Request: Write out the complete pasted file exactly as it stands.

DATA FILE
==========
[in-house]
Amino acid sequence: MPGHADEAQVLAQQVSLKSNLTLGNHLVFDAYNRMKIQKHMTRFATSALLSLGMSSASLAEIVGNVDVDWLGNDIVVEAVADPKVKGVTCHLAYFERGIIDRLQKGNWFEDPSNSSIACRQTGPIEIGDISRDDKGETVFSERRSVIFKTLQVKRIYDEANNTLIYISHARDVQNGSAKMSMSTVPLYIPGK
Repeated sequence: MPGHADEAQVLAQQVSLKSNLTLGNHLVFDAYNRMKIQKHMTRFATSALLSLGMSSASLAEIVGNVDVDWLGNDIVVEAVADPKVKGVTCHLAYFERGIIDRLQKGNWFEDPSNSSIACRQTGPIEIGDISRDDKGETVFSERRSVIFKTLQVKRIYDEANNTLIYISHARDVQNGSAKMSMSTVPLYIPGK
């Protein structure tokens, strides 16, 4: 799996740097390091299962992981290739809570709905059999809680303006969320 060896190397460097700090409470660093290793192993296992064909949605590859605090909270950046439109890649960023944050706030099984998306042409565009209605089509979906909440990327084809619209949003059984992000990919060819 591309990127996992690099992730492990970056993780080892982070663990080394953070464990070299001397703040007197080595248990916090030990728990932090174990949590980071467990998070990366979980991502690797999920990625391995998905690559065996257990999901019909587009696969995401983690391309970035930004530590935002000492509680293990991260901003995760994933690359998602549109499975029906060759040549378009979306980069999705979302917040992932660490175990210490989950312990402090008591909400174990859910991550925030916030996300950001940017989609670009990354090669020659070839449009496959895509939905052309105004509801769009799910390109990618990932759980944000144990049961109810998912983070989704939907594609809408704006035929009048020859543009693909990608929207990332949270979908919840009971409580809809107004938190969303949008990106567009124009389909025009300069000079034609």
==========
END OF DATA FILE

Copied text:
[in-house]
Amino acid sequence: MPGHADEAQVLAQQVSLKSNLTLGNHLVFDAYNRMKIQKHMTRFATSALLSLGMSSASLAEIVGNVDVDWLGNDIVVEAVADPKVKGVTCHLAYFERGIIDRLQKGNWFEDPSNSSIACRQTGPIEIGDISRDDKGETVFSERRSVIFKTLQVKRIYDEANNTLIYISHARDVQNGSAKMSMSTVPLYIPGK
Repeated sequence: MPGHADEAQVLAQQVSLKSNLTLGNHLVFDAYNRMKIQKHMTRFATSALLSLGMSSASLAEIVGNVDVDWLGNDIVVEAVADPKVKGVTCHLAYFERGIIDRLQKGNWFEDPSNSSIACRQTGPIEIGDISRDDKGETVFSERRSVIFKTLQVKRIYDEANNTLIYISHARDVQNGSAKMSMSTVPLYIPGK
């Protein structure tokens, strides 16, 4: 799996740097390091299962992981290739809570709905059999809680303006969320 060896190397460097700090409470660093290793192993296992064909949605590859605090909270950046439109890649960023944050706030099984998306042409565009209605089509979906909440990327084809619209949003059984992000990919060819 591309990127996992690099992730492990970056993780080892982070663990080394953070464990070299001397703040007197080595248990916090030990728990932090174990949590980071467990998070990366979980991502690797999920990625391995998905690559065996257990999901019909587009696969995401983690391309970035930004530590935002000492509680293990991260901003995760994933690359998602549109499975029906060759040549378009979306980069999705979302917040992932660490175990210490989950312990402090008591909400174990859910991550925030916030996300950001940017989609670009990354090669020659070839449009496959895509939905052309105004509801769009799910390109990618990932759980944000144990049961109810998912983070989704939907594609809408704006035929009048020859543009693909990608929207990332949270979908919840009971409580809809107004938190969303949008990106567009124009389909025009300069000079034609």